Monthly Archives: August 2012

Matthew 7:21

There is a cruel irony in God’s love…a love, as I have been informed, is expressed in creation. Avoiding any pantheistic drivel, I will ignore a banal celebration of the beauty of God’s design in nature. I’ll leave that to the others who are so caught up in a distracting romanticism. The unique and persistent problem which will never be cured is the problem of oneself. If we depart from the more convenient pantheistic expressions which sees God in everything and reduce that scope to the individual…the creation of the individual as a manifestation of God’s love, then a problem arises. The self must be continually over come in an attempt to free oneself from the misguided rationality which pervades our preservation and desire. I’m not talking about that enlightenment reality which seeks to merge the juxtaposed worlds of philosophy and faith in a blissful union…the reality I speak of is informed by the need to survive. Our desires must be continually set against the will of God..although, it is not something so simple as trading one will for another. Rather, it is an effort which seeks to part the Red Sea, so to speak, to make room for that which we do not know, cannot understand, and are hard pressed to recognize it for what it is. 
My desires, my loves, my passions, which to some individuals come so clearly as to not even be questioned, must fight against two opposing forces, one which is possible to defeat, and the other which is impossible to defeat.  The first of which I’ll call “conventional wisdom,” that nagging practical sensibility which always encourages one to temper devotion in order to progress in an even keel. It encourages one to leave doors open, to have a back up plan…all of which simply distracts your devotion. The second opposing force is that honest faith, which must remove everything from the horizon in order to remain vulnerable to God’s will, and being that God’s will is a timeless mystery, that which we are so earnestly seeking can not be sought actively, but passively, it is sought in devoted reverence. God levels your existence, it levels your passions and pollutes them…it calls them selfish and worldly. That divine experience which you seek is essentially a denial of what was previously understood as divine creation…it is a denial of oneself, and there in lies the irony.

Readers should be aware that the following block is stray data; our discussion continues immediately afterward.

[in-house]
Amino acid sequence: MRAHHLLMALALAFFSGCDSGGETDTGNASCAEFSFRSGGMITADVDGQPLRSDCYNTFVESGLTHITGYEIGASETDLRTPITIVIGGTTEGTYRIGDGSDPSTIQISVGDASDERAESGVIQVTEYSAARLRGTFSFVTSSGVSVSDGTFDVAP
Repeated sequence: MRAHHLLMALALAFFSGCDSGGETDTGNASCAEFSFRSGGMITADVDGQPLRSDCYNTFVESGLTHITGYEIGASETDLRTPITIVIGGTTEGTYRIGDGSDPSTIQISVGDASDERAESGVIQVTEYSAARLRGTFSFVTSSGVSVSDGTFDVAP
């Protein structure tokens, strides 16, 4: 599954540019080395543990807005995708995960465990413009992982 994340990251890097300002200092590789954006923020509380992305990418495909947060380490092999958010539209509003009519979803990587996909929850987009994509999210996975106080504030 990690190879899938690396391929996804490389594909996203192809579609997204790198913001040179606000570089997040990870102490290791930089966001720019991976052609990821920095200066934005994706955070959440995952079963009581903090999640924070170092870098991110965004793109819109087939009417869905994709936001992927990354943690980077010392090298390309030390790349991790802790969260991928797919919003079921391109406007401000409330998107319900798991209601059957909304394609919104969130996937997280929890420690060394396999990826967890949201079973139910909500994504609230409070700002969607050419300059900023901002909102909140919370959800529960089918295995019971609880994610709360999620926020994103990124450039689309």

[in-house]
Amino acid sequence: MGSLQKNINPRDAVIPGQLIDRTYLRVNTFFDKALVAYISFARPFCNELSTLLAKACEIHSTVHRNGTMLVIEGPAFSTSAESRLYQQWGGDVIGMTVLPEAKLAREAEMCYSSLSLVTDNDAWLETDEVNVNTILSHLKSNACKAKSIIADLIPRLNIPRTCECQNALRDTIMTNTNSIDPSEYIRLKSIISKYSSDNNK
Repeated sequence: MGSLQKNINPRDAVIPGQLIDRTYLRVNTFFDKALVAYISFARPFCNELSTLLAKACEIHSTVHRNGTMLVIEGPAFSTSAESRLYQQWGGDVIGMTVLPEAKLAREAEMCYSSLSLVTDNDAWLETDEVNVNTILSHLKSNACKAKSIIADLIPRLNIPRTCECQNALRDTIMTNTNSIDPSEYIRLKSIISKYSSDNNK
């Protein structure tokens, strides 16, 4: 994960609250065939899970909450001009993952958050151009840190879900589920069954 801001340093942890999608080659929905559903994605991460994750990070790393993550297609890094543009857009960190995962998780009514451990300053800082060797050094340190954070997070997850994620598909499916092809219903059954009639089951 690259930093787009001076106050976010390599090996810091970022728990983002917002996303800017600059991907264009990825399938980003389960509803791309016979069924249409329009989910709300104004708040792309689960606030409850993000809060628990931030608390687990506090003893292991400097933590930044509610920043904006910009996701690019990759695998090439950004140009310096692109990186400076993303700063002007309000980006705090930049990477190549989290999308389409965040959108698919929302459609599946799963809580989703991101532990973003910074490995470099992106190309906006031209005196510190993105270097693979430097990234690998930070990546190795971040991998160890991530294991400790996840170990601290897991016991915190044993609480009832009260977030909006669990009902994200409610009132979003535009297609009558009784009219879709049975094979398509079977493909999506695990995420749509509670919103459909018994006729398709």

One, in honest faith, must deny any speculative thought which seeks to poetically merge self will and divine will. A christian is taught, and constantly reminded, of that eternal chasm between oneself and Christ, and so the chimeric hope that wills can be merged by way of one’s own desire, no matter how hard it is sought after, or no matter how much is sacrificed…that hope must be dismissed and replaced by a faith which wants nothing but the will of God; that will of God which is not (and cannot be assumed to be) necessarily expressed in God’s own prized creation by extension…that is, it can not be assumed that one’s own love or passion is an expression of God’s will through transitive property–no, in an explicit and unquestioned devotion–that is, in faith, we must be all too ready assume our will, and whatever rationalization we attempt to construct, to be separated from, and thereby opposed to, God’s will.  A christian never achieves righteousness, and in that persistent search, he must remain silent and blind. 
All of which I am not. 
And perhaps, as I often do, I am making this too difficult (which in my opinion is the very least we owe God, an honest scrutiny of self, not of devotion). But, if we choose to understand God’s will simply as the act of love..then again, we are no closer..that is, we are no further away from our own pathetic apologetics and rationalizations. 
One must be in constant conflict with oneself, and in that I enjoy a rather tranquil experience, I am being neglectful.